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Believing that he can produce better Broadway shows without the hindrance of his producer, Eddie Dolan quits the musical he is directing, taking his starring actress and sweetheart, Ann Stallings, and his songwriter, Deacon McGill, with him.
It would be interesting to know if this film were intended to be a B movie or was an A movie that had its budget cut.
Marjorie Reynolds was capable of much better dancing, but isn't really given a chance here. Veteran character actors Gene Lockhart, Spring Byington and Allen Jenkins can't salvage a weak script.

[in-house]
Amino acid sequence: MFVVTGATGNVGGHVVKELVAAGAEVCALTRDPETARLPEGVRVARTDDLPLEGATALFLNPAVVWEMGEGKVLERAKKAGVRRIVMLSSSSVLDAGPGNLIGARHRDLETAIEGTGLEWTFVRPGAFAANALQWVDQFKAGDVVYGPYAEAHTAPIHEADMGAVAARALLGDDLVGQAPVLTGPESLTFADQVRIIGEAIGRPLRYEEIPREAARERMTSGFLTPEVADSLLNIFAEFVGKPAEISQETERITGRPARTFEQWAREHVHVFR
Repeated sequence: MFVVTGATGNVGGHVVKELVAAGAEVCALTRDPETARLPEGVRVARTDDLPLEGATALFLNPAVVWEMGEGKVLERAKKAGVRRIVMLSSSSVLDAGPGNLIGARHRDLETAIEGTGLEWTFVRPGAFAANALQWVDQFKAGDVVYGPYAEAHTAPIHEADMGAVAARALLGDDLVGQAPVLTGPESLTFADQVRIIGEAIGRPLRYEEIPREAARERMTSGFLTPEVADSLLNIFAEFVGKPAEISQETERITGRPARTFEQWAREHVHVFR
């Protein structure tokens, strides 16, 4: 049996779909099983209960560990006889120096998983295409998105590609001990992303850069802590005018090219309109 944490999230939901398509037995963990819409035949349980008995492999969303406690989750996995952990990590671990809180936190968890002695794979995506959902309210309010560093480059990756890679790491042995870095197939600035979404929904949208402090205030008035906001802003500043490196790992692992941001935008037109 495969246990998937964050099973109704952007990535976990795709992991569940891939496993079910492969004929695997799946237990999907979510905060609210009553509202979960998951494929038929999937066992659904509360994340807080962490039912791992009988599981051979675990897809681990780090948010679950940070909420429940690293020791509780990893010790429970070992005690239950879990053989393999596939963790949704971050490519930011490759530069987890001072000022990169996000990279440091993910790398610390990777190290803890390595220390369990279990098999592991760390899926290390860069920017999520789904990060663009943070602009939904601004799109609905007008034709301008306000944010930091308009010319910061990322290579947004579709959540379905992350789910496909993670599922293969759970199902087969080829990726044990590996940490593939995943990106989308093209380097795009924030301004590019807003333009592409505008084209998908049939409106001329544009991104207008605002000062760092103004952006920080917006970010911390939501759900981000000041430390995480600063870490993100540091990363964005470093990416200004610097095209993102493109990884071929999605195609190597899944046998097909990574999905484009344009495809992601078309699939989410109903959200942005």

Songwriters Saul Chaplin (Until The Real Thing Comes Along), Eddie De Lange (Darn That Dream), and Allan Roberts and Doris Fisher (Put The Blame On Mame) were certainly capable of writing much better songs than they composed for this film. Did the producer demand a score and give them only 15 minutes? All of the songs here seem like they were thrown together in a hurry, and are totally forgettable.
Choreographer Jack Cole is already using the newer style of dancing that was to dominate movie musicals later in the 1950s. Yet, his work here appears to be suppressed by a lack of budget and a lack of space. The dancers always seem to be crammed together.
Jean Louis designed the gowns, so at least all of the female characters are well-dressed.
So while there is A-quality cast and crew, the end result is a disappointment that looks suspiciously like a B movie. Lots of B movies can be fun, but this isn't one of them.
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